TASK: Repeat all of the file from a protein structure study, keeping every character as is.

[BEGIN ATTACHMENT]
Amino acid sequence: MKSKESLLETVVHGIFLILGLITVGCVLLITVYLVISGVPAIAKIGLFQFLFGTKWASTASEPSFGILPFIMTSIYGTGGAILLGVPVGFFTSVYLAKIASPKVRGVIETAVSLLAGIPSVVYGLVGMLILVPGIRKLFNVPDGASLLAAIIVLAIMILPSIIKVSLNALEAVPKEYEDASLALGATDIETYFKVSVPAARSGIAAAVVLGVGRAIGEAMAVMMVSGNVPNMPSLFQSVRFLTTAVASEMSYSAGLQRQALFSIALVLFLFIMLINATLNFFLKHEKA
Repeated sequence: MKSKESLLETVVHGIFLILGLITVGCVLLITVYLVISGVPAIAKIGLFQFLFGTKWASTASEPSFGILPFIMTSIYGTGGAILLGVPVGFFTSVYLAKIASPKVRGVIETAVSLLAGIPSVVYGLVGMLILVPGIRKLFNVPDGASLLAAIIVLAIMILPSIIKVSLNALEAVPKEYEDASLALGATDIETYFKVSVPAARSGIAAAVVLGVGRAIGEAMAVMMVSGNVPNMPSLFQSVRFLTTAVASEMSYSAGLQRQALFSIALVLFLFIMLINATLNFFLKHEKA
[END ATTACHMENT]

Amino acid sequence: MKSKESLLETVVHGIFLILGLITVGCVLLITVYLVISGVPAIAKIGLFQFLFGTKWASTASEPSFGILPFIMTSIYGTGGAILLGVPVGFFTSVYLAKIASPKVRGVIETAVSLLAGIPSVVYGLVGMLILVPGIRKLFNVPDGASLLAAIIVLAIMILPSIIKVSLNALEAVPKEYEDASLALGATDIETYFKVSVPAARSGIAAAVVLGVGRAIGEAMAVMMVSGNVPNMPSLFQSVRFLTTAVASEMSYSAGLQRQALFSIALVLFLFIMLINATLNFFLKHEKA
Repeated sequence: MKSKESLLETVVHGIFLILGLITVGCVLLITVYLVISGVPAIAKIGLFQFLFGTKWASTASEPSFGILPFIMTSIYGTGGAILLGVPVGFFTSVYLAKIASPKVRGVIETAVSLLAGIPSVVYGLVGMLILVPGIRKLFNVPDGASLLAAIIVLAIMILPSIIKVSLNALEAVPKEYEDASLALGATDIETYFKVSVPAARSGIAAAVVLGVGRAIGEAMAVMMVSGNVPNMPSLFQSVRFLTTAVASEMSYSAGLQRQALFSIALVLFLFIMLINATLNFFLKHEKA